Yesterday I highlighted some draft prospects the Hawks believe have “NBA skills” that could be useful to them next season. Today, I’m looking at some long-term prospects the Hawks might draft at No. 24.
Understand that these lists aren’t meant to be complete, nor should they be considered endorsements. These are players I know the Hawks have considered from each pool. If you don’t see the player you want on these lists, it doesn’t mean the Hawks won’t draft them and it doesn’t mean I don’t like them. I’m just trying to share what I know with my blog people, narrow the Hawks’ draft possibilities down a bit, and then let you explain why they have it ALL WRONG!!!
In the next post I will collect all of the final mock drafts in one spot. That way you can find those smart people who predict the Hawks will draft the guy you like.
Solomon Alabi, C, 7-1, Florida State
I think Alabi will be gone by the time the Hawks pick, and here’s why: He looks the part, and scouts and GMs tend to fall in love with those kind of guys even when they are as raw as Alabi. He weighed in at 237 pounds at the draft combine and he looked even bigger than that at the Hawks workout. The fact that he’s not expected to be taken in the lottery tells you how far he has to go.
“He’s a young kid [turned 22 in March],” said Hawks assistant GM Dave Pendergraft. “You like the fact that he shoots [well] from the free-throw line. But you can tell he’s raw. He”ll be drafted in the first round, and in a perfect world he lasts a long time [in the league].”
One person who saw Alabi’s Haws workout described him as “mechanical” in his movements. So he’s not a fluid athlete but he’s certainly physically impressive.
“He’s huge and he’s a great guy,” Pendergraft said. “If you are looking for someone two or three years down the road to help you, he’s a candidate.”
NBADraft.net describes Alabi, a native of Nigeria, as a player who could potentially be the defensive-minded 7-footer the Hawks (and all teams) covet:
“[Alabi's] physical tools make him an excellent shot blocker on and off the ball, and a likely candidate for offensive tips and putbacks off misses. . . . There’s no arguing that he has the potential to become a defensive centerpiece for a team that lacks a presence in the paint.”
Kevin Seraphin, F/C, 6-9, France
A knee injury nearly caused Seraphin to pull out of the draft because he couldn’t participate on the workout circuit. He decided to stay in, probably a good decision since it looks like he’s pretty certain to be drafted in the first round. Seraphin met with the Hawks for several hours on Monday.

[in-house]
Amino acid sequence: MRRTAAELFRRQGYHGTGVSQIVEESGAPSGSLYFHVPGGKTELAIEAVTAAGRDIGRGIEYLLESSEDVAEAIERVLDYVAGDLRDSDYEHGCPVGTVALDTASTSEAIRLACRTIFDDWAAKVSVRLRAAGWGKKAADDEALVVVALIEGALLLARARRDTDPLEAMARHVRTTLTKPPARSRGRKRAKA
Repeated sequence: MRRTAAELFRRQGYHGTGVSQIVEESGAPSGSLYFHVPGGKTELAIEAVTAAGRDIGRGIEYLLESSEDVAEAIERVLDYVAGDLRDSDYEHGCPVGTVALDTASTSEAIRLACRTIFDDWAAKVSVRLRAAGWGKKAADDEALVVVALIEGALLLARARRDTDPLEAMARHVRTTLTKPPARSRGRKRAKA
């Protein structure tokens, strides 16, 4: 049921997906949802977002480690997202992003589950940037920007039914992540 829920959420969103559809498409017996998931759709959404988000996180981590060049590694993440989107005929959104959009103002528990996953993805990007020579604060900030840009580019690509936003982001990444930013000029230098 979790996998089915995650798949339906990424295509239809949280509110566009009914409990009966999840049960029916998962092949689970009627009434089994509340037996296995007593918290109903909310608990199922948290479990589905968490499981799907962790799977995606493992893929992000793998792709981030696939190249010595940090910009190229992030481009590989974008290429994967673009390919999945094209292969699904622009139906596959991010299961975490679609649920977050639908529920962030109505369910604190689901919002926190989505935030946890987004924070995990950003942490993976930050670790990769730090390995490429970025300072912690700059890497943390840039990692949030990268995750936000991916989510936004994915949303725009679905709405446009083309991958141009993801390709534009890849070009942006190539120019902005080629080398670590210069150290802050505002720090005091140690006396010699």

David Aldridge has an excellent draft preview series at NBA.com. Aldridge projects Seraphin as a power forward and, surprisingly, places him ahead of Kentucky’s Patrick Patterson in rankings that reflect “how ready players are to play the position which they are assigned.”
Aldridge quotes an unnamed Atlantic Division scout on Seraphin: “It’s a 100 percent fair comparison to Nene. He’s strong, he’s got big hands, got that athletic ability. Slightly mechacical. You know how Nene is. You can almost tell what he’s going to do. Seraphin might turn out to be a better rebounder. He tracks the ball. It’s going to take a while for this kid to get there [offensively]. Nene’s pretty good and this kid is going to turn out like that.”
Hassan Whiteside, C, 7-0, Marshall
Whiteside, who turned 21 earlier this month, played just one season at Marshall. Like Alabi, he’s a true 7-footer with potential so some team is going to take him and develop him. Whiteside led the NCAA with 5.3 blocks per game.
Whiteside worked out this week for the Bucks, who own the No. 15 pick. After the session, Milwaukee’s director of scouting, Billy McKinney, said it’d be a “stretch” for his team to draft Whiteside:
“A good shot-blocker, he’s still very raw. He’s pretty new to the game, but a guy that blocks a lot of shots, rebounds, there’s a lot of room for improvement and growth in his game.”
In an interview with NBADraft.net back in May, Whiteside said he worked with Hakeem to improve his defense, footwork and strength on the block.
Daniel Orton, C, 6-10, Kentucky
Just five days ago the Indy Star reported the Pacers might take Orton with the No. 10 overall pick. Then yesterday Yahoo! Sports suggested Orton might slide out of the first round because of a bad knee, poor conditioning and his reputation as a malcontent during one season at Kentucky.
I’m assuming the Hawks are still considering Orton. He canceled several workouts over the last couple weeks, leading to speculation he had a proverbial “promise” from a team, but the Hawks didn’t believe that’s the case. Nor did they seem too displeased that Orton didn’t make a stop in Atlanta (he finally ended up working out this week for the Pacers).
Orton turns 20 in August and played just 13 minutes a game at Kentucky. There’s also the aforementioned weight and attitude issues, which raises the twin red flags of work ethic and “coachability.” But he’s a big, strong dude with potential. He defends at the rim and actually has a nice jump shot. Some team will roll the dice on him.
Orton wrote a draft diary for the The Oklahoman and addressed his knee and his expectations but shed no light on the missed workouts.